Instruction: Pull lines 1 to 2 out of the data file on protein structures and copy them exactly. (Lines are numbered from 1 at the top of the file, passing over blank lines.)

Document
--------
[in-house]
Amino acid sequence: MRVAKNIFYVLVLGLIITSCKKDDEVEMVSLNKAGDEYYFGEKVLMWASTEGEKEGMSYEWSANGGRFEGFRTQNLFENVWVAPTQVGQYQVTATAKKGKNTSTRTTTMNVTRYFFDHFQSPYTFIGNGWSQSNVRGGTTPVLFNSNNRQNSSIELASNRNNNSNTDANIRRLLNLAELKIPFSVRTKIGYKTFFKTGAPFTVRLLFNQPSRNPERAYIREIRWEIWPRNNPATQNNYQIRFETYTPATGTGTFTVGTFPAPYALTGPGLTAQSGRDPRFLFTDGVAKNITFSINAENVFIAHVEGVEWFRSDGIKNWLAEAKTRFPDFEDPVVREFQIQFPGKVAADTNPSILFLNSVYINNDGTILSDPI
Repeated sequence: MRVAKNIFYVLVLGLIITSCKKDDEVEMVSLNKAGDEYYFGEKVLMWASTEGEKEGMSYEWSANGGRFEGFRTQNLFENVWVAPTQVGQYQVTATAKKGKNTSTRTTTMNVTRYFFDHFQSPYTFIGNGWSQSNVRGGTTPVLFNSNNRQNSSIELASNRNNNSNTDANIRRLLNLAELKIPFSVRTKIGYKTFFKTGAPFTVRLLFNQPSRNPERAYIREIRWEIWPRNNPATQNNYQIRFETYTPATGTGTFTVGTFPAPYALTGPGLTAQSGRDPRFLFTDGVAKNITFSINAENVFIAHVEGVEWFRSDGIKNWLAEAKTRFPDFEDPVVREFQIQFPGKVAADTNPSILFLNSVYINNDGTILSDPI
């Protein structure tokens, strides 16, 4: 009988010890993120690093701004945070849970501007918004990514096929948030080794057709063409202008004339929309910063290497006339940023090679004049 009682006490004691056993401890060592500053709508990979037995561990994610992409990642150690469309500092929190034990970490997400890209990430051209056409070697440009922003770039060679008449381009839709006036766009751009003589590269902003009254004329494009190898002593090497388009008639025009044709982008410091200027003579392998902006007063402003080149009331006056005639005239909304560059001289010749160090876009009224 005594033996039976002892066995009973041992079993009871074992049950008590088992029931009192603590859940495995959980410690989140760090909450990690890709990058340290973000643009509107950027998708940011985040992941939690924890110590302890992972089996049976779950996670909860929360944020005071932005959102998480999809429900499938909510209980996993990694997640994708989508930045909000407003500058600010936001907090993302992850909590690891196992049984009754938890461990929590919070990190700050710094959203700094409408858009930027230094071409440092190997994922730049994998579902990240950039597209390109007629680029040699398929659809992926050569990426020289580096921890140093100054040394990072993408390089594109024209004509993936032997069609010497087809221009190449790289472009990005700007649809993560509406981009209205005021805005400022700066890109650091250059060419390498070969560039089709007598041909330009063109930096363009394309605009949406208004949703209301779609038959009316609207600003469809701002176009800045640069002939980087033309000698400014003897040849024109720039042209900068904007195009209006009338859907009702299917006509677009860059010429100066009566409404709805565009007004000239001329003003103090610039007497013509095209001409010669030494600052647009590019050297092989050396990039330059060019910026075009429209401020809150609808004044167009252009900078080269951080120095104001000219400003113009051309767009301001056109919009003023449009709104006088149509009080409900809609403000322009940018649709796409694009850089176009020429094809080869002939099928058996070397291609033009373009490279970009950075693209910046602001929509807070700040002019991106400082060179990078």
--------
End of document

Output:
[in-house]
Amino acid sequence: MRVAKNIFYVLVLGLIITSCKKDDEVEMVSLNKAGDEYYFGEKVLMWASTEGEKEGMSYEWSANGGRFEGFRTQNLFENVWVAPTQVGQYQVTATAKKGKNTSTRTTTMNVTRYFFDHFQSPYTFIGNGWSQSNVRGGTTPVLFNSNNRQNSSIELASNRNNNSNTDANIRRLLNLAELKIPFSVRTKIGYKTFFKTGAPFTVRLLFNQPSRNPERAYIREIRWEIWPRNNPATQNNYQIRFETYTPATGTGTFTVGTFPAPYALTGPGLTAQSGRDPRFLFTDGVAKNITFSINAENVFIAHVEGVEWFRSDGIKNWLAEAKTRFPDFEDPVVREFQIQFPGKVAADTNPSILFLNSVYINNDGTILSDPI